Correction: Earlier versions of this article incorrectly said that 75 percent of the county’s budget shortfall came from overtime payments to public safety agencies. Public safety spending accounted for 75 percent of the shortfall, but only some of that spending was from overtime costs. The article has been corrected.
Prince George’s County is facing a $62.5 million budget shortfall with six weeks left in the fiscal year, officials said.
The deficit was driven primarily by higher-than-projected overtime pay for public safety officials, workers compensation payments and snow-removal operations during an unusually snowy winter.
If county government leaders cannot decide on a strategy to close the gap, the deficits could carry into the next fiscal year, officials said, resulting in possible hiring freezes, furloughs and agency budget cuts.
“The problem is, we’re literally at the end of doing the budget for next year, and this came down,” said County Council member William A. Campos (D-Hyattsville). “We are juggling two monumental things.”
Normally, holes in projected revenue are plugged during the budget process. But for the first time in several years, the revenue collected in fiscal 2014 did not cover actual operating expenses for the year, said Thomas Himler, deputy chief administrative officer for budget, finance and administration.
The largest chunk of the deficit – 75 percent – went to public safety expenses. Overtime payments to police, sheriff’s deputies, corrections officers, paramedics and firefighters accounted for $17 million. The Prince George’s County Police Department exceeded its budget by about $21 million, a little more than a third of the total deficit.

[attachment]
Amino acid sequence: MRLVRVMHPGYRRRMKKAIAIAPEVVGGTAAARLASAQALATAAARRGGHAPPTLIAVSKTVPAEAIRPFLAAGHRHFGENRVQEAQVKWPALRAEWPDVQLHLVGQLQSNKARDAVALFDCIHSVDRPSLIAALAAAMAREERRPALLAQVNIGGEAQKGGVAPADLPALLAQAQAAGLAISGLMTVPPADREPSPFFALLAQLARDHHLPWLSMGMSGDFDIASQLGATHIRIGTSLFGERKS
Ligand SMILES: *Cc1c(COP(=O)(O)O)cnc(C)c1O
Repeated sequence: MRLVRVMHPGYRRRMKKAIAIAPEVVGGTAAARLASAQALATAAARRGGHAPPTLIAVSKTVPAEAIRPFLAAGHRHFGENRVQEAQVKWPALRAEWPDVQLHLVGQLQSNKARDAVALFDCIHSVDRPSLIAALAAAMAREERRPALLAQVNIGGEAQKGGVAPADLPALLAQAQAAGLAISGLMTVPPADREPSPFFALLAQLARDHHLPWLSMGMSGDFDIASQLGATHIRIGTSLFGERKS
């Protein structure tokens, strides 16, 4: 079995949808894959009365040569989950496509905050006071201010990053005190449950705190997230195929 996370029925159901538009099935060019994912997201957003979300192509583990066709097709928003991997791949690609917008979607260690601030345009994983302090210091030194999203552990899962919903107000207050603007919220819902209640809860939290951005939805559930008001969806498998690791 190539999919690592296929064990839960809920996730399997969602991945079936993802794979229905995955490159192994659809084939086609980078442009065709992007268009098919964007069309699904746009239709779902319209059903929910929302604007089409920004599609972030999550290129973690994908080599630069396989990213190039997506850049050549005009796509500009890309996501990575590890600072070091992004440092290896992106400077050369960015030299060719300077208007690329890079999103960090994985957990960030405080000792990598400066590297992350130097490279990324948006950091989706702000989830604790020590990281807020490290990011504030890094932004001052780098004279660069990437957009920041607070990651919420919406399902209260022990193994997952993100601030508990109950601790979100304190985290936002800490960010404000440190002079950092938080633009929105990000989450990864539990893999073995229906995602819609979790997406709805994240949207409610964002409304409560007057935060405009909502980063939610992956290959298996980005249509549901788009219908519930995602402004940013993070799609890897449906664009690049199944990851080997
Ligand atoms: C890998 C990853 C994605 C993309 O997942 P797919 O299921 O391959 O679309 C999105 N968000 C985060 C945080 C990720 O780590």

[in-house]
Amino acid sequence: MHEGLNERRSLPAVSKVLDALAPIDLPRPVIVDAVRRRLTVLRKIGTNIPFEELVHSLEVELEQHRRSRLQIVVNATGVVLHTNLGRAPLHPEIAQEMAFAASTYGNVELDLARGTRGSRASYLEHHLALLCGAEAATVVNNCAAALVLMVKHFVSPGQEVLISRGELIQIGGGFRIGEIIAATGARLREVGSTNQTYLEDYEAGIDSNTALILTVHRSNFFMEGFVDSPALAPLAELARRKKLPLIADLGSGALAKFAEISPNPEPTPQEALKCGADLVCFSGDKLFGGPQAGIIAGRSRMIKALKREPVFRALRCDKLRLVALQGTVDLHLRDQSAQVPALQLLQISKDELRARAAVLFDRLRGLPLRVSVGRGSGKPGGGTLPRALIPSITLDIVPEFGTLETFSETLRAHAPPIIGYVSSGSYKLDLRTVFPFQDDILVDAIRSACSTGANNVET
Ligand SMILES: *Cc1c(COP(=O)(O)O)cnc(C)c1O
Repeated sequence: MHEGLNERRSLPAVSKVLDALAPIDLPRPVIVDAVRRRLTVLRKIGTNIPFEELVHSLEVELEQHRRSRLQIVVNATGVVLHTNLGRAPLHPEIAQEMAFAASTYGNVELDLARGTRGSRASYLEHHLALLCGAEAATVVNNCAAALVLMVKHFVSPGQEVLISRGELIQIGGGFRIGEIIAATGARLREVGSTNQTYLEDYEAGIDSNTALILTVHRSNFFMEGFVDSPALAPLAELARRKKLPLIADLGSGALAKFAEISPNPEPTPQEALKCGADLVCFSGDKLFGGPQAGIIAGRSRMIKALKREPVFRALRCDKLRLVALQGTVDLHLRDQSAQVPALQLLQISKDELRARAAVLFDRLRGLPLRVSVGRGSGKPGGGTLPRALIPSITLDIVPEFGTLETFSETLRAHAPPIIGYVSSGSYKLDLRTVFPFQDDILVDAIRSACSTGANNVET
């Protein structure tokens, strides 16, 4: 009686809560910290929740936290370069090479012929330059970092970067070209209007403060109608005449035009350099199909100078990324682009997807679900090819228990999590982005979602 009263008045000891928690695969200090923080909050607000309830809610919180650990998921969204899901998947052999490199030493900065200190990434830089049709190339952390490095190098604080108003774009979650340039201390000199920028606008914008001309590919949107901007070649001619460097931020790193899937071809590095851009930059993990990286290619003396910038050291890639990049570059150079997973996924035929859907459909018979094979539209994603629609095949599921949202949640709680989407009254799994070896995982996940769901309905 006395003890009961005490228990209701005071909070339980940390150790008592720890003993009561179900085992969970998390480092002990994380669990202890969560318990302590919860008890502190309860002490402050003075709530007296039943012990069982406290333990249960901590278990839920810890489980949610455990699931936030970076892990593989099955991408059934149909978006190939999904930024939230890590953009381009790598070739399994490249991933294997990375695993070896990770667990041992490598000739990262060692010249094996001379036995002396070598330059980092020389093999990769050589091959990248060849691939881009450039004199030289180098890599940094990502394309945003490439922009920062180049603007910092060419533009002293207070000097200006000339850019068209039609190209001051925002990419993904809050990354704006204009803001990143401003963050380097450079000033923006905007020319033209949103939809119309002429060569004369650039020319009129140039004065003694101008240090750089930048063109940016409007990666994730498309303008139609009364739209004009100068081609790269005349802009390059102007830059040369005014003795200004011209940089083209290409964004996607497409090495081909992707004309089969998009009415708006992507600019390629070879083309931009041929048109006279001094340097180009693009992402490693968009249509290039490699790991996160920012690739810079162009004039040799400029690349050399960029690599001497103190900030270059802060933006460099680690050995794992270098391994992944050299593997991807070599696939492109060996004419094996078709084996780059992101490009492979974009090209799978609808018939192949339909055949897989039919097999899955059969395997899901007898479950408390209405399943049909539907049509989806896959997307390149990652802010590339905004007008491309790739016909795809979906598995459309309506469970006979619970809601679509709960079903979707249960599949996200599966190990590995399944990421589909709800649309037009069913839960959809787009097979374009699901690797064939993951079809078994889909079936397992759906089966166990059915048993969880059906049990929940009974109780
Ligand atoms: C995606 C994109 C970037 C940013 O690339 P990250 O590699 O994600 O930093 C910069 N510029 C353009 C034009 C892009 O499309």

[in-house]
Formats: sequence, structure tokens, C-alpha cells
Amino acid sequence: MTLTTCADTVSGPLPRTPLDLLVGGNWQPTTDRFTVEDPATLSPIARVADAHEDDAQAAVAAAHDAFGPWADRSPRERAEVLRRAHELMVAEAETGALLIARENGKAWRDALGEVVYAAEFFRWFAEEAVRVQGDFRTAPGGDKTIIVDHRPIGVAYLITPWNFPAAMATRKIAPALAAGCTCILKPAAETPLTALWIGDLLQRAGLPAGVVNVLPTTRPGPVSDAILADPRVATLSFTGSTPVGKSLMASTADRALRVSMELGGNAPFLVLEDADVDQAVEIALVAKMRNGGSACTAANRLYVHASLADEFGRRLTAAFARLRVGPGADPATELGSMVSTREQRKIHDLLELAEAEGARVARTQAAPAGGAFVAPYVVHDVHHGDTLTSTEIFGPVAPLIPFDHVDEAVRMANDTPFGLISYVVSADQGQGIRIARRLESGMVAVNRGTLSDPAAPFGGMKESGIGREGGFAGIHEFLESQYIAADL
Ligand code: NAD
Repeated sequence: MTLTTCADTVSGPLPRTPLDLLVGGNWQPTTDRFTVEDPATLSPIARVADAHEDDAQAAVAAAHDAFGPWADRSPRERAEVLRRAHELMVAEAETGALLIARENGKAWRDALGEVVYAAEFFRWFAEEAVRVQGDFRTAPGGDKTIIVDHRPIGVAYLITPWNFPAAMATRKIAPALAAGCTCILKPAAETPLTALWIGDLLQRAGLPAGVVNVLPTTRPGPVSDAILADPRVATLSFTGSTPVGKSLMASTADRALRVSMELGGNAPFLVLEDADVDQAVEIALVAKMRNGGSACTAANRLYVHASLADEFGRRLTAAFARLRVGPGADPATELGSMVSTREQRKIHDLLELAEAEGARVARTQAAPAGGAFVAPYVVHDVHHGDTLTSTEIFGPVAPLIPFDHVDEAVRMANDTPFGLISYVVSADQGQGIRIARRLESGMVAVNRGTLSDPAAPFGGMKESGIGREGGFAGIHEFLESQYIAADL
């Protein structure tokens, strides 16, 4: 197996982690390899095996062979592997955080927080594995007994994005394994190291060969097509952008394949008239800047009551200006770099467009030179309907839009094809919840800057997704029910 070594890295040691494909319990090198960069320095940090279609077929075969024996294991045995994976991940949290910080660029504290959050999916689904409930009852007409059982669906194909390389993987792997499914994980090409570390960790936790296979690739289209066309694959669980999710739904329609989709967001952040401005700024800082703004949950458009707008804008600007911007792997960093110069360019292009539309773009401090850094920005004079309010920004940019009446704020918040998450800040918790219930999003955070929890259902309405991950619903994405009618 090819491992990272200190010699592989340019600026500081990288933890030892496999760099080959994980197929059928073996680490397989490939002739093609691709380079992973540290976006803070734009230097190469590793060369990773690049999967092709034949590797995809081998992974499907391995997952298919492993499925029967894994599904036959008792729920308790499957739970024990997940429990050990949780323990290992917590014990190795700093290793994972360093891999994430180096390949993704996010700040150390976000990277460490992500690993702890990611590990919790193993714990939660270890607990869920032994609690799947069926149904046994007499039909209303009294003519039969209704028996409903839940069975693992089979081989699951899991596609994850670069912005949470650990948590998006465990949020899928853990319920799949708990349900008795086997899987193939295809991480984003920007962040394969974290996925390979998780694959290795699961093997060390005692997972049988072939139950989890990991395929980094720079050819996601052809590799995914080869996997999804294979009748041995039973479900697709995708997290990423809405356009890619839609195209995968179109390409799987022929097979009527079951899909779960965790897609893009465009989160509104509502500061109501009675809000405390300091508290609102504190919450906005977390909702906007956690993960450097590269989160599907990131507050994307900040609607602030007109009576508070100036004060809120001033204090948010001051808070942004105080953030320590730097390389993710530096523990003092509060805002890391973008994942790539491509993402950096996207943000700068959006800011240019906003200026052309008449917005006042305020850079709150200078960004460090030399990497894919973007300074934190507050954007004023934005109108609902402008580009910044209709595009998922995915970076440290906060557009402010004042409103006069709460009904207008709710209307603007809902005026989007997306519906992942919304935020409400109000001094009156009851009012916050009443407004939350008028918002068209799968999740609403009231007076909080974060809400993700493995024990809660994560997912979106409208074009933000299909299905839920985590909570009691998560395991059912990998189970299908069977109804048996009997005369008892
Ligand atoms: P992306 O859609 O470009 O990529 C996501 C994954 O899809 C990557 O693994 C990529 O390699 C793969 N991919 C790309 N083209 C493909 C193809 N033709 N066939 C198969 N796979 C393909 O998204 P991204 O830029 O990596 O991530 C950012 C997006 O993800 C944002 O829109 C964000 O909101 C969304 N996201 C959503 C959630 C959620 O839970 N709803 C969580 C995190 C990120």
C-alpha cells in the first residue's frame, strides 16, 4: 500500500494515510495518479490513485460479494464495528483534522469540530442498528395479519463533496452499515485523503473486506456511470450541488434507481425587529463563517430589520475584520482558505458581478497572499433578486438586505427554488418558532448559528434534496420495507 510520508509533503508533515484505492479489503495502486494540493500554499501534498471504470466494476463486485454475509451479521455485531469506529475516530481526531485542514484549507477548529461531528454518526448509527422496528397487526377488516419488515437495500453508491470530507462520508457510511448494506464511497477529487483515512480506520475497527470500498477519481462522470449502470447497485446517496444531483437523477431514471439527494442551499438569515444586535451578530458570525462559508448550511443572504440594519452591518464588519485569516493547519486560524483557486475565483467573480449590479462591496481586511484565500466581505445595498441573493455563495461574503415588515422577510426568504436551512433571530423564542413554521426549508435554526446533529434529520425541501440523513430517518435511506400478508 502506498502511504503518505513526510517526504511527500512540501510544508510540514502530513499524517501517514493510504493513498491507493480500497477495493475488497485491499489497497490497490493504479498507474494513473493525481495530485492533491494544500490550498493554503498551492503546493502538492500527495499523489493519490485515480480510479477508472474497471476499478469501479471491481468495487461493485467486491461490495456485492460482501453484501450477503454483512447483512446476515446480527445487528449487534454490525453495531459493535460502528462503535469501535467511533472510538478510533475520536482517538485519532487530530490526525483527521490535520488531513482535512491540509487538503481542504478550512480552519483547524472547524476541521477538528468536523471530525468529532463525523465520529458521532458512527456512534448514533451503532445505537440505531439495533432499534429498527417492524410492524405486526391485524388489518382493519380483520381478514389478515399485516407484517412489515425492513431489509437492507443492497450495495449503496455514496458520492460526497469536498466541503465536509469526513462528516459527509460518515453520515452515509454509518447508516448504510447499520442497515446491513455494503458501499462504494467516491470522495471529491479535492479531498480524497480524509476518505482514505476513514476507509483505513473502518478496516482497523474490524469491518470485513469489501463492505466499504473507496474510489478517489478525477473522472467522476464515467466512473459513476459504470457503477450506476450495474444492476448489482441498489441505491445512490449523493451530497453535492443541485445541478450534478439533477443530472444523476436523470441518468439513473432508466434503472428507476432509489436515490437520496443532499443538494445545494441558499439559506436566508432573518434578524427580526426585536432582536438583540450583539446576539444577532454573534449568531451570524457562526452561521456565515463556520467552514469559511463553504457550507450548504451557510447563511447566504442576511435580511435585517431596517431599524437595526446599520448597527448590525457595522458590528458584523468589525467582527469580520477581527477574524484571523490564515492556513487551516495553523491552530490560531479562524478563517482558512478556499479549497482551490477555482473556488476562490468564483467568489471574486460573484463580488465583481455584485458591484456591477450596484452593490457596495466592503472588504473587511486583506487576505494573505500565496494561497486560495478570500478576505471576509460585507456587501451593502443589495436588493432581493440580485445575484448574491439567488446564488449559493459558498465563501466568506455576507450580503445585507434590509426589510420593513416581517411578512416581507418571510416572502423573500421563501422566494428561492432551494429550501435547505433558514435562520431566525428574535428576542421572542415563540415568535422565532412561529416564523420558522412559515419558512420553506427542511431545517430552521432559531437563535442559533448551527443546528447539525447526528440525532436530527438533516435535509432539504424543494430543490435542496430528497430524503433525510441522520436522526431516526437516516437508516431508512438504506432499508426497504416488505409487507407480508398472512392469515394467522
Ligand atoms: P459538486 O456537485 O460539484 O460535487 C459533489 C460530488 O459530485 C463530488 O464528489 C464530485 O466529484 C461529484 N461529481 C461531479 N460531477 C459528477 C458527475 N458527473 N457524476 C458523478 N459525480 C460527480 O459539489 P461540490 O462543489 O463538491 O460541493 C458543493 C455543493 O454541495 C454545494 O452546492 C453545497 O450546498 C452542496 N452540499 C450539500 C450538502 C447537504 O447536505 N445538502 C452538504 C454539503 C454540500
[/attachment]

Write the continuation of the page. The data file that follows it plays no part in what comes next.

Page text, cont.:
Officials said some of the unbudgeted overtime stems from County Executive Rushern L. Baker III’s initiative to station extra officers in troubled communities in an effort to lower crime rates.
The county also needed more money than expected to fund new classes of recruits and their fringe benefits, including retirement and health care, according to a budget update presented to the council this month.
“Overtime has been a problem for some time,” said council member Mary A. Lehman (D-Laurel). “A certain amount of overtime is unavoidable because there aren’t enough officers and firefighters to staff all the stations and apparatus safely.”
Changes in the overtime rules under Baker (D) have contributed to the enormous expenses, she said.
Of the total shortfall, about $10 million went to one-time costs such as snow removal. The shortfall also includes a $7 million liability payout by the Prince George’s County Housing Authority after an independent auditor found that housing choice voucher funds were used inappropriately.
Income tax revenue was lower than expected in Prince George’s, in part because of federal government furloughs and cost-cutting as part of last year’s sequester. But that shortfall was made up by an increase in property taxes as the housing market recovers, according to the Office of Management and Budget.
Baker’s administration proposed this week bridging the shortfall by taking $42 million out of the fund balance, or reserve fund, and cutting $20 million in agency operating budgets.
The plan would have to be approved by the council.
Depleting the reserve fund would leave the county vulnerable as it begins the next fiscal year. The county is supposed to safeguard about 7 percent of operating revenue in the fund balance. Council members said they are concerned that depleting those reserves could affect the county’s triple A bond rating.
If the deficit carries over into next fiscal year, Prince George’s may have to impose hiring freezes and, possibly, furloughs — something some council members said they are unwilling to do.
The deficit debate could delay the council’s adoption of the 2015 budget next week.